This view is espoused by those who recognise that "Learning to Learn" is a more effective approach than simply defining a body of knowledge to be assimilated (and subsequently churned out for the inevitable test).  The Campaign for Learning defines "Learning to Learn" as a process of discovery about learning. It involves a set of principles and skills which, if understood and used, help learners learn more effectively and so become learners for life. At its heart is the belief that learning is learnable.  This approach seeks to redefine the relationship between the learner and the teacher - so that the quest for learning becomes a joint venture.  This in turn lays the foundation for a more challenging and fulfilling form of learning - and one that is more likely to engender a creative problem-solving approach.


In reality - you do not have to force creativity - just allow it!






If creativity is the human response to problematic situations, then we can best engender creativity in the classroom by providing an environment that is rich in challenge and "knee deep in real problems."  Too often, teachers play safe by only allowing their charges to encounter problems to which they (the teachers) already know the answers.  No doubt we have all been subjected to that teacher-centred game, "Guess the answer I came up with earlier."  Along the way to guessing the "right answer", many other creative solutions are often dismissed summarily because they fail to fit with the teacher's preconceptions.  Maths "problems" in particular are often presented in such a way that they bear little relation to "real life" (and the "solutions" - so often a conveniently obvious number - are invariably rather contrived).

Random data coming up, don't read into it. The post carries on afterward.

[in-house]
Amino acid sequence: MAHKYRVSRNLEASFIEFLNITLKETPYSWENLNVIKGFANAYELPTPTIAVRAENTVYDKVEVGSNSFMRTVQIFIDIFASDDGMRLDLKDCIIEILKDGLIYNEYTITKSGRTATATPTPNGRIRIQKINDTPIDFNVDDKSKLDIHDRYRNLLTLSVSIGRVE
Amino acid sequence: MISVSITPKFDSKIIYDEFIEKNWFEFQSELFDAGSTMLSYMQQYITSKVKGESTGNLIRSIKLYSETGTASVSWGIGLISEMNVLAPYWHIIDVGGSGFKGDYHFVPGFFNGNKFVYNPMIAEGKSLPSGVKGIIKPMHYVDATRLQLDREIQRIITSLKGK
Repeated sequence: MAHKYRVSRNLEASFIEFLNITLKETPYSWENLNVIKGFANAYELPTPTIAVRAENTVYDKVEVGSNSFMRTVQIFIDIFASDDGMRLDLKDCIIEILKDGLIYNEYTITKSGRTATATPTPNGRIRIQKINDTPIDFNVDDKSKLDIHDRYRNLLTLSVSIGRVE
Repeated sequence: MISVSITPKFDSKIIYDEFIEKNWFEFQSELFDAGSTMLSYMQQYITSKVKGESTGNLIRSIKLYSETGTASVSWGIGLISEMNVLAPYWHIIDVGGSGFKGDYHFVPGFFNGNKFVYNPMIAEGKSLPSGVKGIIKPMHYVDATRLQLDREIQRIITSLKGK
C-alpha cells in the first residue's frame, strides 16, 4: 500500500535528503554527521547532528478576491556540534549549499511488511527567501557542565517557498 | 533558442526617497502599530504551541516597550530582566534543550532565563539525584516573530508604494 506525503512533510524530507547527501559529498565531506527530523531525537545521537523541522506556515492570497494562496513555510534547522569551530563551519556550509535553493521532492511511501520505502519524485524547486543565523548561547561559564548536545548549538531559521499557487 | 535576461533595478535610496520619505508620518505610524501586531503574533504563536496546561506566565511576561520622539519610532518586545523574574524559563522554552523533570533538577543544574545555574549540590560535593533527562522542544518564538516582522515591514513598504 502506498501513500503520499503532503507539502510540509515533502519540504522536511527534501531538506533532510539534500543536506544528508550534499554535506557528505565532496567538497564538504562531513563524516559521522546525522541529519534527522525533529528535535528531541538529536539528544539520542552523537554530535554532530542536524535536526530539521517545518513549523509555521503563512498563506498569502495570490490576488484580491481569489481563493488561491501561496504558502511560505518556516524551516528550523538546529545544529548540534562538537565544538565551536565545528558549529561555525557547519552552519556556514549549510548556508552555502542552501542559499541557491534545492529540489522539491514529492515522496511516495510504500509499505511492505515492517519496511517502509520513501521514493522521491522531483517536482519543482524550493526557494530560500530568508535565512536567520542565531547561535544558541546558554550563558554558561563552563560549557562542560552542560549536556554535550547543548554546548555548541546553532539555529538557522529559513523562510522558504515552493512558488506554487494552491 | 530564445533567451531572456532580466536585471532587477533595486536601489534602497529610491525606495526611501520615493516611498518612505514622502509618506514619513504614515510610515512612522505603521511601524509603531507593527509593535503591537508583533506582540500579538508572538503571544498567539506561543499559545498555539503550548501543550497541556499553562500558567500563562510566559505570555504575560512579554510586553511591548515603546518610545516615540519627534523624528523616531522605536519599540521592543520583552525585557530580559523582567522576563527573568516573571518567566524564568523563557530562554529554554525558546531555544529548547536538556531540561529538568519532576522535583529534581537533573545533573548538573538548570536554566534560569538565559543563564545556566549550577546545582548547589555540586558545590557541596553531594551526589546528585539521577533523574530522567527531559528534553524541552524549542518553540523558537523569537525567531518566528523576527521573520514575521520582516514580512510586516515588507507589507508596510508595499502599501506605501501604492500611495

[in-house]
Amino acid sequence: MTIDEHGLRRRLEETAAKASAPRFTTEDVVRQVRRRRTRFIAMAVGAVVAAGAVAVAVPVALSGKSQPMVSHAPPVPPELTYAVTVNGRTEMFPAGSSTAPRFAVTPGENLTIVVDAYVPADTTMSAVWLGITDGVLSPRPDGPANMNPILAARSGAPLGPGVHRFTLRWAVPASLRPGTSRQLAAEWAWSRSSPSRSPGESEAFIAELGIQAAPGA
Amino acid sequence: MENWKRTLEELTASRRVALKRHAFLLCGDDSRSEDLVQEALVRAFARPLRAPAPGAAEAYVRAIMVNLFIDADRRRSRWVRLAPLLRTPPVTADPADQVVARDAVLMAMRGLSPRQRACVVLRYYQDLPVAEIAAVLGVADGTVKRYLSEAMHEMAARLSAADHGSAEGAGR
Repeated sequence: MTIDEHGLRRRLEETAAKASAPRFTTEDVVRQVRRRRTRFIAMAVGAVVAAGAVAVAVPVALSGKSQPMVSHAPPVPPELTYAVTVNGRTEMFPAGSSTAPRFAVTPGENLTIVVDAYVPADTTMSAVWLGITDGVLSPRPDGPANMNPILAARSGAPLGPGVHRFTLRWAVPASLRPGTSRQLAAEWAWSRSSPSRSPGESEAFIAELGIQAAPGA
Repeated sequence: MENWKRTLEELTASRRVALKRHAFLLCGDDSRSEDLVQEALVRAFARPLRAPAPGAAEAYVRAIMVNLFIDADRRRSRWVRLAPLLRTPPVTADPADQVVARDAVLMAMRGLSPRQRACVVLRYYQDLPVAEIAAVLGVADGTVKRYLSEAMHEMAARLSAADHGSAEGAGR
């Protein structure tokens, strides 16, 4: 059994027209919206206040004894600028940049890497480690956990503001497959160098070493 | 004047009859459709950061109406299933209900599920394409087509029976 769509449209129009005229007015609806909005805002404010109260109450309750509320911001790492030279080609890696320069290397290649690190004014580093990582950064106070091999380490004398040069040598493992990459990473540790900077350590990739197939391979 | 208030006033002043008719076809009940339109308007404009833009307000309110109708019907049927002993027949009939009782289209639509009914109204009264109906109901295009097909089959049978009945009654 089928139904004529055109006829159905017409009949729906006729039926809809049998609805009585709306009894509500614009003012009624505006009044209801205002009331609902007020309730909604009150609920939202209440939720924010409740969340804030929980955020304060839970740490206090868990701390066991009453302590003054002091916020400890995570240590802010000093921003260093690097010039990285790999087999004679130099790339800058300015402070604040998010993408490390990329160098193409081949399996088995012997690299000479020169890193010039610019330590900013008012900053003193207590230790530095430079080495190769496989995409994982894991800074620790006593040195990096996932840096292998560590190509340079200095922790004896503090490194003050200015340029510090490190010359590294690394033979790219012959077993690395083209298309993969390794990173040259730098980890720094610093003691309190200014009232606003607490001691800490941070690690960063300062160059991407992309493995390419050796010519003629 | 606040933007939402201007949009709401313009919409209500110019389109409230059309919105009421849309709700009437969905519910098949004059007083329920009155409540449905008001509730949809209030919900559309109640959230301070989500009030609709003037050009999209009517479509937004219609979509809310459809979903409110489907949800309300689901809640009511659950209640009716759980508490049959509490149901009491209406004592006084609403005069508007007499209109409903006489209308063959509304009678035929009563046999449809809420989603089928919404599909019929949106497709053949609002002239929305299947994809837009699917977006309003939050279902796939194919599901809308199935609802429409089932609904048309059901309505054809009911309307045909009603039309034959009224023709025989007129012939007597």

If problem-solving is to be truly fruitful in developing the creative response, then the problems need to be genuine ones - not merely those fabricated by the teacher or the text-book.  This means that teachers must be prepared to take risks - because they may not "know" the "right answer" or the "correct way to do things".  Frederick Herzberg, amongst others, has suggested that people are motivated by challenge.  Consequently, learners' creativity will be kick-started when they are encouraged to move away from the comfort zone of off-the-peg problems and ready-made answers.


Brainstorming has long been recognised as a catalyst for the creative process.  Practised in its simplest form, participants are provided with a stimulus (which may relate to the "problem" or topic under consideration) and encouraged to say "the first thing that comes into their head".  At this stage, there needs to be an understanding that "anything goes" - and that there will be no comment, criticism or evaluation of the ideas thus generated until the next (or subsequent) phase of the process.  During the subsequent evaluation phase, all ideas are dealt with anonymously - to ensure that the generation of ideas is not inhibited by fear of failure or disapproval.